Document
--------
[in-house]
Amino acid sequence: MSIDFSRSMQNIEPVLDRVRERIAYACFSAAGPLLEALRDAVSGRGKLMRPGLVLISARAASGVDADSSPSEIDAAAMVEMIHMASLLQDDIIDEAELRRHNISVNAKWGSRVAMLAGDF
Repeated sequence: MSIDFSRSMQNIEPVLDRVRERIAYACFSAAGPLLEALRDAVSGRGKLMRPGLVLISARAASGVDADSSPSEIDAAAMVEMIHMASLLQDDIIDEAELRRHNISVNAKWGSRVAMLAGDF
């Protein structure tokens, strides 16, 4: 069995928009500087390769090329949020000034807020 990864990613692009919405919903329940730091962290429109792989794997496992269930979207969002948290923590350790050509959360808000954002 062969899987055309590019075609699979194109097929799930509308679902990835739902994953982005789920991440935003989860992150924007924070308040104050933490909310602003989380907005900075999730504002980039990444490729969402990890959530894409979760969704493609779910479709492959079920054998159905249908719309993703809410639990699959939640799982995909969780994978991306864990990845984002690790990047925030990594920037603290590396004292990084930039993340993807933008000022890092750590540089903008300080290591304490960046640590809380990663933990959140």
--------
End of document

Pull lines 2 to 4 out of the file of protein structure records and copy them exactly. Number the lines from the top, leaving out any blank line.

Amino acid sequence: MSIDFSRSMQNIEPVLDRVRERIAYACFSAAGPLLEALRDAVSGRGKLMRPGLVLISARAASGVDADSSPSEIDAAAMVEMIHMASLLQDDIIDEAELRRHNISVNAKWGSRVAMLAGDF
Repeated sequence: MSIDFSRSMQNIEPVLDRVRERIAYACFSAAGPLLEALRDAVSGRGKLMRPGLVLISARAASGVDADSSPSEIDAAAMVEMIHMASLLQDDIIDEAELRRHNISVNAKWGSRVAMLAGDF
């Protein structure tokens, strides 16, 4: 069995928009500087390769090329949020000034807020 990864990613692009919405919903329940730091962290429109792989794997496992269930979207969002948290923590350790050509959360808000954002 062969899987055309590019075609699979194109097929799930509308679902990835739902994953982005789920991440935003989860992150924007924070308040104050933490909310602003989380907005900075999730504002980039990444490729969402990890959530894409979760969704493609779910479709492959079920054998159905249908719309993703809410639990699959939640799982995909969780994978991306864990990845984002690790990047925030990594920037603290590396004292990084930039993340993807933008000022890092750590540089903008300080290591304490960046640590809380990663933990959140």